This episode is discussing the complex question of going back into the office as companies are beginning to open up their offices and asking workers to return. We talk about options around going back to work, questions to ask, obstacles, and how to communicate with your team around your availability.
The emotions around back to work are complicated. Talk with your manager before making a decision around what to do around back-to-office, no matter how uncomfortable that may be. You need to do what you have to do to keep yourself and your loved ones safe. Assuming that, before you keep your sweats on forever, we want to remind you of the GOOD parts about coming back to the office. Things such as:
- Being able to see everyone around a table -- no cameras, nobody with their cameras turned off -- so that everyone can sense body language and communicate better
- Impromptu conversations
- Meeting people outside your role and your group and networking naturally
- Off-the-cuff learning and mentoring
The casual interactions that happen in the office, even when they're not about work, can help us process the little things that happen in our days. Having a second to connect with an officemate over a broken shower or weird smell during your commute helps us process and get past the little things in life.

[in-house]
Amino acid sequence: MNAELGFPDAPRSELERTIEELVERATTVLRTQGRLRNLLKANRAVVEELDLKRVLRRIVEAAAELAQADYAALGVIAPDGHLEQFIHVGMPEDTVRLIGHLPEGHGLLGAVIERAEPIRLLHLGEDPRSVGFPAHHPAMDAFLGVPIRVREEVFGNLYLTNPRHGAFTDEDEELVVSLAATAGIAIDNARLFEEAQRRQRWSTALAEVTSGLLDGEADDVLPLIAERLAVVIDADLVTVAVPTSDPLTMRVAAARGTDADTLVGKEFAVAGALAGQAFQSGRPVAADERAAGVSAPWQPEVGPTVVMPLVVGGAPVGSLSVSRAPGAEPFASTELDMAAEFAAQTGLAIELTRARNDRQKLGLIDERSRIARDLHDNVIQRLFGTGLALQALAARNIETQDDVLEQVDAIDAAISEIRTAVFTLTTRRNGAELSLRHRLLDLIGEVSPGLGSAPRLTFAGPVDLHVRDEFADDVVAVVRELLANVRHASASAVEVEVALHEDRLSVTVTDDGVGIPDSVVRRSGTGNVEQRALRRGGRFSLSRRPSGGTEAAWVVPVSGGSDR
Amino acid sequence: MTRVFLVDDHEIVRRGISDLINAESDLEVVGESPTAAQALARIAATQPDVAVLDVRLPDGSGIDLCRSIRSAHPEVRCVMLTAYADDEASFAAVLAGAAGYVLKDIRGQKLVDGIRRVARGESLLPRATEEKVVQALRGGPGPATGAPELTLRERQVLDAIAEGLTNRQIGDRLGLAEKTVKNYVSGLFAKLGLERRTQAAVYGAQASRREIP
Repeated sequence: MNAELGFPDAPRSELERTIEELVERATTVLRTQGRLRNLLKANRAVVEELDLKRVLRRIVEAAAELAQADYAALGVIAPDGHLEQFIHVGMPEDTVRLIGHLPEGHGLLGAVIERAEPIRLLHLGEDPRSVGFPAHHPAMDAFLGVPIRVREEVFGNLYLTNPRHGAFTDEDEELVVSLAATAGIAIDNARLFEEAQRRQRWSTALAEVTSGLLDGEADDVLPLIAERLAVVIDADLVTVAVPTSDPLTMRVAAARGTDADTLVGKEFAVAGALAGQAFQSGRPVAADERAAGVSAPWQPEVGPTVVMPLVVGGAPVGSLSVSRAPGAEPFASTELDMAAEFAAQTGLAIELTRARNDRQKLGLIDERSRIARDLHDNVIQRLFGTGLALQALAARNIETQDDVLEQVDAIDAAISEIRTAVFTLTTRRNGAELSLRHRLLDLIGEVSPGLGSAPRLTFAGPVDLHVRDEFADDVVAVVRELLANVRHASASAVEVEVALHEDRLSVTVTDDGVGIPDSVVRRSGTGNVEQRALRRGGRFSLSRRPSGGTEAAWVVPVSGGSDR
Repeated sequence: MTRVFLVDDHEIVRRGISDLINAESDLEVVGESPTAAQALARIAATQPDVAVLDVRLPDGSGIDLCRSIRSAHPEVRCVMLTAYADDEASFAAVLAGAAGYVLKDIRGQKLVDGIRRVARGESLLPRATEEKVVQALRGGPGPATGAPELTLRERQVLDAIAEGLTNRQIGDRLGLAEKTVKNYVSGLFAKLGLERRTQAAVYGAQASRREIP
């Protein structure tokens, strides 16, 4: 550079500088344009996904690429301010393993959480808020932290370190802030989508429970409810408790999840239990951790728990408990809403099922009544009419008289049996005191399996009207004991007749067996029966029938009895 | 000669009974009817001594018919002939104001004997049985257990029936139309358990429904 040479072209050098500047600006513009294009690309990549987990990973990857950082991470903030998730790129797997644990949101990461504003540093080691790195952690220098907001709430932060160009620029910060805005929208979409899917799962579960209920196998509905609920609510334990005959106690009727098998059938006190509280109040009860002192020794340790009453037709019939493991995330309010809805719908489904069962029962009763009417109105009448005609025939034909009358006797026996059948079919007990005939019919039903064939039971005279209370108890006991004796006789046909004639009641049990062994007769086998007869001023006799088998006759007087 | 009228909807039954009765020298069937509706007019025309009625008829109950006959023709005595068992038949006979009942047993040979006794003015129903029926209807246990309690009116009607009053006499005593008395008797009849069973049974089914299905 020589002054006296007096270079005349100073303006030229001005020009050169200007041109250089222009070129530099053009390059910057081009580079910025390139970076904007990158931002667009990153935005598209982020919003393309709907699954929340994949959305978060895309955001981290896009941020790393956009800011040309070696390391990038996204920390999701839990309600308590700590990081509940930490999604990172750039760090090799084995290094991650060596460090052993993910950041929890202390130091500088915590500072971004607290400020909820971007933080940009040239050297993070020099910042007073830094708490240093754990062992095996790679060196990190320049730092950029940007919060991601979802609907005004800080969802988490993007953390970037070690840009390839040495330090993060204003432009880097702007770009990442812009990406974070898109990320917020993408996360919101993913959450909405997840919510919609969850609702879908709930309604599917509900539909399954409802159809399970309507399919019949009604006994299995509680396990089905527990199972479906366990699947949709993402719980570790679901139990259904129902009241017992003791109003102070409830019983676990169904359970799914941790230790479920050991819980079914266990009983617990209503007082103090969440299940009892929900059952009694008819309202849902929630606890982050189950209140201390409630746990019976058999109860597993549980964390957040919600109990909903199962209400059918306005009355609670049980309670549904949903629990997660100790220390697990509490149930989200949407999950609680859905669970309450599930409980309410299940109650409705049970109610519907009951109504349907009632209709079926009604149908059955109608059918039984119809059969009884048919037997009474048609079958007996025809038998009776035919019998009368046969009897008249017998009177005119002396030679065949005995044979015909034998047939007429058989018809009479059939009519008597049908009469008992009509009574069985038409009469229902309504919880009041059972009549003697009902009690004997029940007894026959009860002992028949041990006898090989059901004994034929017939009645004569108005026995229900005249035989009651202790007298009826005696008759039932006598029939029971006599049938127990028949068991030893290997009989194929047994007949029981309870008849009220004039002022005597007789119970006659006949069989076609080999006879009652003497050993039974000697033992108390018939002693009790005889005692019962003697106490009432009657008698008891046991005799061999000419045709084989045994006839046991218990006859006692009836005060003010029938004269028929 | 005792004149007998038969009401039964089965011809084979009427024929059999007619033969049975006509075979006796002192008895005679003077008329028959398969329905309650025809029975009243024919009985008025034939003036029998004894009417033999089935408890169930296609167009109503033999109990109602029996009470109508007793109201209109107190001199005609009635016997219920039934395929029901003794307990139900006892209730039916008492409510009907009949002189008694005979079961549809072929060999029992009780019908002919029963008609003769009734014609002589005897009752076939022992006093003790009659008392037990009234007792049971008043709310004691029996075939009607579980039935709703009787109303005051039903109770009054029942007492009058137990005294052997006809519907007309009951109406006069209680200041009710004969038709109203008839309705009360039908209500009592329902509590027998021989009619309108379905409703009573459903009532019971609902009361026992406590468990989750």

We’ve found that training is SO much better in person. There is something lost in the online training, conferences, and learning online where folks are multi-tasking vs being in a room together.
Being able to ask a question without having to feel like you’re bothering someone is excellent. And being brought into impromptu conversations, meetings, and seeing other people’s work is so helpful in building skills that will help in your career.
Working from home can be isolating and can also make people feel more alone. The number of people reporting depression is up, and some people are suffering from the lack of social connection that they get from being in the office. A lot of people want and need more separation between their "home self" and their "work self."
Parents really enjoy the flexibility of working from home because of the constant demands of schools for our presence. We can come and go without our colleagues noticing. The WFH decision as a parent is different, so when working with parents, having compassion and understanding around people’s different needs. The focus needs to be on how well someone is doing their job -- no matter their circumstances -- vs face time in the office.
Before you quit, listen to what your company is thinking around back to work. Try it!